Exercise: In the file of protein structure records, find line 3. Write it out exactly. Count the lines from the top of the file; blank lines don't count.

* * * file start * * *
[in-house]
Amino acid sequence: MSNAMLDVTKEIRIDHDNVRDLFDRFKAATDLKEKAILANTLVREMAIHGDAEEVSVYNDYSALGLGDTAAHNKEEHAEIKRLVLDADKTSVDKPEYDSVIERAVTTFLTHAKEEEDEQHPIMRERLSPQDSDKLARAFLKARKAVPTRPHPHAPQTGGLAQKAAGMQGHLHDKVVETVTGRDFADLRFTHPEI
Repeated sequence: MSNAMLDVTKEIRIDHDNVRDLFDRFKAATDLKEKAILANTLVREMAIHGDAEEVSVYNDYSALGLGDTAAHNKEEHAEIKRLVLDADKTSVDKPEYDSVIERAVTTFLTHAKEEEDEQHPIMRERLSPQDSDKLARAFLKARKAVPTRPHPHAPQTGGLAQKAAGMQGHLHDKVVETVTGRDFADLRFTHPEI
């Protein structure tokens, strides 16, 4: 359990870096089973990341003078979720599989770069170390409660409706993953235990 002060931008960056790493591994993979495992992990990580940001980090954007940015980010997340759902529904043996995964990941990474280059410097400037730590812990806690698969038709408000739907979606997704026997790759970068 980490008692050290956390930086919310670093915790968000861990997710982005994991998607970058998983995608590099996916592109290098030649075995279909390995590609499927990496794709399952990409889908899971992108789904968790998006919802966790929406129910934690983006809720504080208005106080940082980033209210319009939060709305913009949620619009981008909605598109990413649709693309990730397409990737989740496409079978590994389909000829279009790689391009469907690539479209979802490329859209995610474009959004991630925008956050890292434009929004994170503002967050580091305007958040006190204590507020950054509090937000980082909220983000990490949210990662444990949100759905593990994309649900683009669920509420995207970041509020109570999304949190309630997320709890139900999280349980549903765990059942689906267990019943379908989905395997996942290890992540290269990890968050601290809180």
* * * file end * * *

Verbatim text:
Repeated sequence: MSNAMLDVTKEIRIDHDNVRDLFDRFKAATDLKEKAILANTLVREMAIHGDAEEVSVYNDYSALGLGDTAAHNKEEHAEIKRLVLDADKTSVDKPEYDSVIERAVTTFLTHAKEEEDEQHPIMRERLSPQDSDKLARAFLKARKAVPTRPHPHAPQTGGLAQKAAGMQGHLHDKVVETVTGRDFADLRFTHPEI